Disaster recovery should not perpetuate injustice

eyevine3-05637333_cm_hiresThe past 40 days have seen two major earthquakes in Mexico, three hurricanes striking the Caribbean and the southern United States, and floods across Bangladesh, India and Nepal. Rebuilding efforts will take years. If things go as usual, these could leave the worst off relatively worse off and the environment more vulnerable.

Most recovery projects do produce net benefits. But many boost social inequality and environmental damage. They create winners (commonly trumpeted) and losers (often ignored). They can also interfere with environmental policies (such as those limiting exposure to toxic chemicals) or stymie efforts at climate-change mitigation (through deforestation and rebuilding with carbon-intensive materials, for example).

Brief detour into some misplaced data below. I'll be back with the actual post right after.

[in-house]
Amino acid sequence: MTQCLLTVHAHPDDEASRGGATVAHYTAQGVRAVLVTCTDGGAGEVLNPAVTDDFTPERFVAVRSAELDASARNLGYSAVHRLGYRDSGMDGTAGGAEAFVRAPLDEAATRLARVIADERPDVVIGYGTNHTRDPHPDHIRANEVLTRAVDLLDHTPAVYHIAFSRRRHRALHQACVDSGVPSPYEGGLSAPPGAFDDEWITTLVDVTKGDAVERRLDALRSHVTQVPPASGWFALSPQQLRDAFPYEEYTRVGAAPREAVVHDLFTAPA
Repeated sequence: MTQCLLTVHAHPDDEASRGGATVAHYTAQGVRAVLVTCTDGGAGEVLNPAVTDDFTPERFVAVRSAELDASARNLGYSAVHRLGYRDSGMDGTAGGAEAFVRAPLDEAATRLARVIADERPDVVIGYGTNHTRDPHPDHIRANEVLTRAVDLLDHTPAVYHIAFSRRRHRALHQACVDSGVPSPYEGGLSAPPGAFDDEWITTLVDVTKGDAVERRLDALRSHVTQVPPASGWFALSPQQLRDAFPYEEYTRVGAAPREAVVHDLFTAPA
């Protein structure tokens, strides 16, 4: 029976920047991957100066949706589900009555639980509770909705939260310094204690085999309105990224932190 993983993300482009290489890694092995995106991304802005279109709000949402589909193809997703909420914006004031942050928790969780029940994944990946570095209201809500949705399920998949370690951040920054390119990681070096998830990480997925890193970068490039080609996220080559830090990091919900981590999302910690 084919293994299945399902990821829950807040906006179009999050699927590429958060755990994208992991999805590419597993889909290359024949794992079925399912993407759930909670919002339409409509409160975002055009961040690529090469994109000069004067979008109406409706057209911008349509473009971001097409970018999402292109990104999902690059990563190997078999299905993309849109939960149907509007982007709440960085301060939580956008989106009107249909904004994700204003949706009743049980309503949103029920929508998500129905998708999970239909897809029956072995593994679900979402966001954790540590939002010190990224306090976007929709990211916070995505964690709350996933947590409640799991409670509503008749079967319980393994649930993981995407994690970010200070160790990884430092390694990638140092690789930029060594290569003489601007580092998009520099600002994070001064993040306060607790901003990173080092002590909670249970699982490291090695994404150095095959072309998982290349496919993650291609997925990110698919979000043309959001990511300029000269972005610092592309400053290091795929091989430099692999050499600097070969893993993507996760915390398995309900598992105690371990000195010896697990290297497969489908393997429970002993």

Some reconstruction efforts after the 2004 Indian Ocean tsunami came under criticism for prioritizing tourist venues. Such areas were often already more vulnerable, because sand dunes and mangroves had been sacrificed for better ocean views.

Read the full article in Nature

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